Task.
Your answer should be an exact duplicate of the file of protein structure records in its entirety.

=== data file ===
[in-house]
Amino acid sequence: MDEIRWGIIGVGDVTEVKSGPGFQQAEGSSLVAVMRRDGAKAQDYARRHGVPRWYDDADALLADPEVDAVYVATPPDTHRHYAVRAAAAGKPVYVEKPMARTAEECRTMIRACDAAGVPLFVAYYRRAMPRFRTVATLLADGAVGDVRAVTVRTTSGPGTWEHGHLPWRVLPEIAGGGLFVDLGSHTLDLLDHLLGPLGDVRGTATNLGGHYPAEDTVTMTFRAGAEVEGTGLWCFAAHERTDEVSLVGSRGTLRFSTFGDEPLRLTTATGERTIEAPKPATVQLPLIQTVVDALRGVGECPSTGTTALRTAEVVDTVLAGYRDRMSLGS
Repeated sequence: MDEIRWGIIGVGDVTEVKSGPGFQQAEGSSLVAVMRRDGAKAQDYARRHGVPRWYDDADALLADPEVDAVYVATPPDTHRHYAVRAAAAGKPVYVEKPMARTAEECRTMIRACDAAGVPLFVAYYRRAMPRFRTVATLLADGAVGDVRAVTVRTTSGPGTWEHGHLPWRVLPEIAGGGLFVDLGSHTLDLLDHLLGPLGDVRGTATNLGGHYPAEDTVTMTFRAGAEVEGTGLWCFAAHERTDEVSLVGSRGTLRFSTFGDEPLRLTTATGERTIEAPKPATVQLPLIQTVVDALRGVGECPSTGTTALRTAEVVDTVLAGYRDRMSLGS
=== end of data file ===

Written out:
[in-house]
Amino acid sequence: MDEIRWGIIGVGDVTEVKSGPGFQQAEGSSLVAVMRRDGAKAQDYARRHGVPRWYDDADALLADPEVDAVYVATPPDTHRHYAVRAAAAGKPVYVEKPMARTAEECRTMIRACDAAGVPLFVAYYRRAMPRFRTVATLLADGAVGDVRAVTVRTTSGPGTWEHGHLPWRVLPEIAGGGLFVDLGSHTLDLLDHLLGPLGDVRGTATNLGGHYPAEDTVTMTFRAGAEVEGTGLWCFAAHERTDEVSLVGSRGTLRFSTFGDEPLRLTTATGERTIEAPKPATVQLPLIQTVVDALRGVGECPSTGTTALRTAEVVDTVLAGYRDRMSLGS
Repeated sequence: MDEIRWGIIGVGDVTEVKSGPGFQQAEGSSLVAVMRRDGAKAQDYARRHGVPRWYDDADALLADPEVDAVYVATPPDTHRHYAVRAAAAGKPVYVEKPMARTAEECRTMIRACDAAGVPLFVAYYRRAMPRFRTVATLLADGAVGDVRAVTVRTTSGPGTWEHGHLPWRVLPEIAGGGLFVDLGSHTLDLLDHLLGPLGDVRGTATNLGGHYPAEDTVTMTFRAGAEVEGTGLWCFAAHERTDEVSLVGSRGTLRFSTFGDEPLRLTTATGERTIEAPKPATVQLPLIQTVVDALRGVGECPSTGTTALRTAEVVDTVLAGYRDRMSLGS